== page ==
January is the time of year when many employees take stock and make important life and career decisions, which can impact mental wellbeing. According to GRiD the industry body for the group risk sector, Blue Monday is an opportunity for employers to demonstrate that they aware of this and to be proactive in supporting the mental wellbeing of their staff.

Career-based decisions that can come to the fore during a period of reflection over the Christmas break include seeking a change in role, working patterns or pay rise. In addition, deciding to change the status of a relationship, move house or start a family are additional out-of-work challenges that employees could be wrangling with. On top of this, debt, winter blues, seasonal affective disorder, broken resolutions, and a physical hangover from Christmas excesses can also exacerbate mental health issues.

Providing meaningful mental wellbeing support is crucial as all of these decisions and issues over and above day-to-day work and life can put the mental health of employees under serious strain.

Katharine Moxham, spokesperson for GRiD, said: “Many employers begin the new year very much focussed on their renewed ambitions for the business itself. However, it’s important to understand that employees may have also used the festive period to reassess their own lives and may return to work with additional plans and burdens.

“Blue Monday is a good reminder that employers need to be aware of the mental wellbeing of staff, but it’s important to remember that mental health support should be continual and not just for Blue Monday.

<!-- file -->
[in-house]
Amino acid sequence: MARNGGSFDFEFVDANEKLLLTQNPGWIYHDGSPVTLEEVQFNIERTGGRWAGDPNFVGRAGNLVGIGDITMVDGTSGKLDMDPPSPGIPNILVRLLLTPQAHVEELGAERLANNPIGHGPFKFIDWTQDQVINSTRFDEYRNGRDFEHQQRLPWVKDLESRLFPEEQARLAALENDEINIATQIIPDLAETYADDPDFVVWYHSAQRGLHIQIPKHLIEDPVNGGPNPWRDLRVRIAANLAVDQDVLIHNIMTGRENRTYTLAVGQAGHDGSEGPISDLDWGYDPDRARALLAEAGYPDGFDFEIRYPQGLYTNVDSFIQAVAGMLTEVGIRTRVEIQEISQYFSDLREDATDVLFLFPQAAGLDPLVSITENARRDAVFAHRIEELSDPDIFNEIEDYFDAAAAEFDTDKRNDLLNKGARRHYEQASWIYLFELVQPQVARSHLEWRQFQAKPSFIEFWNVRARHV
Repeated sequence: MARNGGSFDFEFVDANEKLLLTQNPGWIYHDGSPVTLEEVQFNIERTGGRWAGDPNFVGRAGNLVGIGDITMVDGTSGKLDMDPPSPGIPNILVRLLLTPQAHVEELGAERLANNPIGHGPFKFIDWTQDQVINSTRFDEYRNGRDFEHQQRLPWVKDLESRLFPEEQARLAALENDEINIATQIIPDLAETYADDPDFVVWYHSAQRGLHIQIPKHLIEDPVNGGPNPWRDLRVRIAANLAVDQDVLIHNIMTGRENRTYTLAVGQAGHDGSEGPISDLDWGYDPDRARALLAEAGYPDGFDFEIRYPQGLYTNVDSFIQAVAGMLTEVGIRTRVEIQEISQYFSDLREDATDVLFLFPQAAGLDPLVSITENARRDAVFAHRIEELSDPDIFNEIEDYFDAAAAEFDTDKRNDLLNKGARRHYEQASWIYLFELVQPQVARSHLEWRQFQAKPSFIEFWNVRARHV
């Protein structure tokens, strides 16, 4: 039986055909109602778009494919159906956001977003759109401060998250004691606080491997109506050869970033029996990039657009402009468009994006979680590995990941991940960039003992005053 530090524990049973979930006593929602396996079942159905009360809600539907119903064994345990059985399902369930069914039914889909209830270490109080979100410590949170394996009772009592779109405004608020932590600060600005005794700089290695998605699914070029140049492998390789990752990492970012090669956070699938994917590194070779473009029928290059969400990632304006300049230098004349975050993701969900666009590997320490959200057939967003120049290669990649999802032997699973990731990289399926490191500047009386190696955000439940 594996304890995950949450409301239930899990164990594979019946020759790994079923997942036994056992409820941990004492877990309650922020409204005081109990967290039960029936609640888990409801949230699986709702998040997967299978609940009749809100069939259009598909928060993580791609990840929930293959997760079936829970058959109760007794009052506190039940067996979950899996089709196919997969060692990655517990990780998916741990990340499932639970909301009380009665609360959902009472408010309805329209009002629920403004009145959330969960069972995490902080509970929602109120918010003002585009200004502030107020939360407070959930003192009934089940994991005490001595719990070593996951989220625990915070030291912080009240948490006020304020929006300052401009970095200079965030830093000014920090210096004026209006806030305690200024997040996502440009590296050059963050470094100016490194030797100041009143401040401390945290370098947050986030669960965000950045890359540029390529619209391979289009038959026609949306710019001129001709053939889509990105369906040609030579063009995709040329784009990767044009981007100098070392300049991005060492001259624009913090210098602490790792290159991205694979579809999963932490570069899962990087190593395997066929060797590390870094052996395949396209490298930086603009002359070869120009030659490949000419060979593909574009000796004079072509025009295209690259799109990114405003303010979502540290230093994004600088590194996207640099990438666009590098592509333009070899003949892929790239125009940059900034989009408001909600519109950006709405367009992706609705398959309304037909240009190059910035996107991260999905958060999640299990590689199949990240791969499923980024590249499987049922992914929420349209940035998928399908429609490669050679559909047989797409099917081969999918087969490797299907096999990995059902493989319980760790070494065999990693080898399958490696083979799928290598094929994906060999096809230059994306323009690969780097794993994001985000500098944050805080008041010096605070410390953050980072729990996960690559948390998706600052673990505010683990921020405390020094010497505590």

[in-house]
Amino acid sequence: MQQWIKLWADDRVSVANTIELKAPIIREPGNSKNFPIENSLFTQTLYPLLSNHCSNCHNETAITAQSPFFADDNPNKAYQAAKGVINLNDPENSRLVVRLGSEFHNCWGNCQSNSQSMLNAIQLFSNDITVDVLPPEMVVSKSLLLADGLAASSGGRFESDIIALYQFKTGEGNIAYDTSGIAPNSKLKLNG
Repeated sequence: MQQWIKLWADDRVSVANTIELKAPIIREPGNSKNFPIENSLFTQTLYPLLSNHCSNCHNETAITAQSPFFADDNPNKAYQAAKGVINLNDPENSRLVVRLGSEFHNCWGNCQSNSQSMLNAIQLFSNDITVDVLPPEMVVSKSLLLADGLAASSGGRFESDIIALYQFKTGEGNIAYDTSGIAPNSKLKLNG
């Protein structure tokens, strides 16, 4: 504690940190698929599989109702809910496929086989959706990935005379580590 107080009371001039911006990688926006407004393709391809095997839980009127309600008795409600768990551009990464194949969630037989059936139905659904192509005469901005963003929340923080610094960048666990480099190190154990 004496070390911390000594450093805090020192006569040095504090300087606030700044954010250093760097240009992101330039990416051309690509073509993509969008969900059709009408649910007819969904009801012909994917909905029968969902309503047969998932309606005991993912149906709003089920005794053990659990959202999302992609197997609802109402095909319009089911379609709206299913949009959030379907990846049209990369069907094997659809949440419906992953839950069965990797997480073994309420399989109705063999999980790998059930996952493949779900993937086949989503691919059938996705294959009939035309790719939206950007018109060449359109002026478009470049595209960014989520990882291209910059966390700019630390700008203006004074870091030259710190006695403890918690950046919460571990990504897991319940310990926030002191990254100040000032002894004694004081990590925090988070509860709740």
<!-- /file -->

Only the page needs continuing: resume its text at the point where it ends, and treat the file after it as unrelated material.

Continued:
What does good mental health support look like?

Because mental health issues vary as much as physical conditions, and the acuteness of an illness will differ from employee to employee, it’s important to offer various types of support to meet the needs of those with mild anxiety through to more severe depression and psychosis. Support should comprise access to therapy, treatment and counselling with fast-track access to professional mental health support for those who require it.

How can employers access good mental health support?

Much mental health support is included within employee benefits, and particularly within group risk benefits (employer-sponsored life assurance, income protection and critical illness), where employers may well find they have access to an Employee Assistance Programme, fast-track access to talking therapies, apps for managing mental health and more to help their employees.

Why accessing mental health support via employee benefits is a no brainer

Accessing mental health support that is fully funded by existing employee benefits (such as group risk) saves costs for the employer in two ways: the employer does not need to use HR resources to source specific products or services based on the needs of multiple individual employees, nor do they need to fund these at an extra expense.

But more importantly, when support is already in place and the processes via which to access it are proven, it means employees and employers can access that support quickly, not only saving time but also potentially preventing an individual’s condition from deteriorating.

Katharine Moxham concluded: “Mental health is often discussed in a very socially acceptable manner but make no mistake, in the more severe cases, support is aimed at reducing the incidence of some very serious conditions. Not every employee will feel the pressure of Blue Monday or want to make significant changes to their lives in January, but employers need to be ready and waiting with meaningful support, for those who do.”